With seven races to go before the Chase for the Sprint Cup gets underway, this year’s championship race is shaping up to be one of the most interesting since the format’s debut in 2004.
Why? New names and new faces. Or in some cases, familiar names returning to familiar places.
After 19 races, there are five drivers currently in the top 12 who did not make the Chase last year.
Four of them are in position to return to the Chase while one — Juan Pablo Montoya — can make it for the first time.
For the past few years, the Chase has been dominated by basically the same drivers, with only two or three moving in and out of the top 12 each year. In the past two years, Jimmie Johnson, Jeff Gordon, Tony Stewart, Matt Kenseth, Denny Hamlin, Carl Edwards, Jeff Burton, Clint Bowyer, Kevin Harvick and Kyle Busch have each made the Chase while Johnson and Kenseth have each made it every year since 2004.
NASCAR is starting to develop a pattern with the same group of drivers squaring off for the championship every year. And Johnson, of course, has already established a very significant trend, winning three straight championships. Only his top challengers have changed over the past three seasons.
But this year, we appear to be headed toward a shake-up with some former contenders returning to the Chase and at least one making it for the first time.
Kurt Busch, who won the inaugural Chase, should return this season after missing it last year. Currently fourth in points, this will be his second Chase appearance since moving from Roush Fenway Racing to Penske Racing in 2006.
Ryan Newman, Mark Martin and Kasey Kahne also are in position to return after missing the Chase the last year or two.
Martin was a perennial championship contender when he drove for Roush and he was in the hunt until the final laps of the 2004 Chase. He missed it the past two years only after cutting back to a partial schedule.
In his first year since returning to a full schedule, Martin is right back where you would expect him to be. He is 11th in points but leads the series with four wins, putting him in prime position to be at or near the top of the standings if he makes it.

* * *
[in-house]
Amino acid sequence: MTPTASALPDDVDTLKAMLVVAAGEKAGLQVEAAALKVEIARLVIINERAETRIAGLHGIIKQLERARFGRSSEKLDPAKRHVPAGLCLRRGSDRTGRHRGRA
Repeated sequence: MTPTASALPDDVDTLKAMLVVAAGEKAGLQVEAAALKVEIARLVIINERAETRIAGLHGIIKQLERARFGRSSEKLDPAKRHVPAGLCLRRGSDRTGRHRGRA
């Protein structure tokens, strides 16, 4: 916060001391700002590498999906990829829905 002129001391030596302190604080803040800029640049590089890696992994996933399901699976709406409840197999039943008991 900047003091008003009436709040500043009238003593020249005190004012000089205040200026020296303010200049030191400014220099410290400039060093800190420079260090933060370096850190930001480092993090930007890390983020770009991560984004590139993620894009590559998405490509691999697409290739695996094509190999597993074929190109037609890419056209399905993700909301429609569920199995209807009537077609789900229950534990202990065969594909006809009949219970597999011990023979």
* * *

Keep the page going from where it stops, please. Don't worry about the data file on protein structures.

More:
Newman made the Chase in the first two years of the new format, but missed it three straight seasons with Penske Racing. After moving to Stewart-Haas Racing this season, he is seventh in points and poised to join teammate and points leader Tony Stewart in the championship showdown.
Kahne has also had an up-and-down Chase career despite winning 10 races over the past six years. Kahne just missed making the inaugural Chase before making it for the first time in 2006. He missed it again in 2007 and 2008 before rebounding this season under the newly named Richard Petty Motorsports. His recent victory at Infineon Raceway and some newfound consistency have Kahne eighth in points.
The potential newcomer to the party is Montoya, who has flashed enormous potential since arriving in 2007 from Formula One but has not been able to find any consistency.
This year, Montoya is on a streak of seven top-10 finishes in his last 10 races to climb to ninth in points. The native of Colombia could be the first driver to make his first Chase appearance since Martin Truex Jr. in 2007.
Adding to the intrigue is the fact that some perennial Chase contenders are on the verge of not making it.
Richard Childress Racing has put all three of its drivers in the Chase the past two years, with Kevin Harvick and Jeff Burton making it three years in a row. Currently, all three are outside the top 12 and in danger of missing the big show.
Harvick, 25th in points, is almost certain to miss it, while Burton and Clint Bowyer are still struggling to get in.
Greg Biffle, who has finished second and third in the Chase, is also scrambling to climb back into the top 12 while Dale Earnhardt Jr., who made it last year, is a longshot at 21st in points.
Those five could be replaced by Busch, Newman, Kahne, Martin and Montoya. And ironically, all five have decent chances to win this weekend at Indianapolis Motor Speedway, fortifying their Chase chances. Though none has ever won at the Brickyard, all five have been in contention in recent years.
All five have scored top-five finishes at Indy with Kahne and Montoya both finishing second. Martin has the best average finish of any driver there at 7.3.
The way they are running this season, any of the five could win at Indy.
Jeff Owens is a writer for NASCAR Scene, which is published weekly, 46 weeks per year. Visit www.scenedaily.com for more information.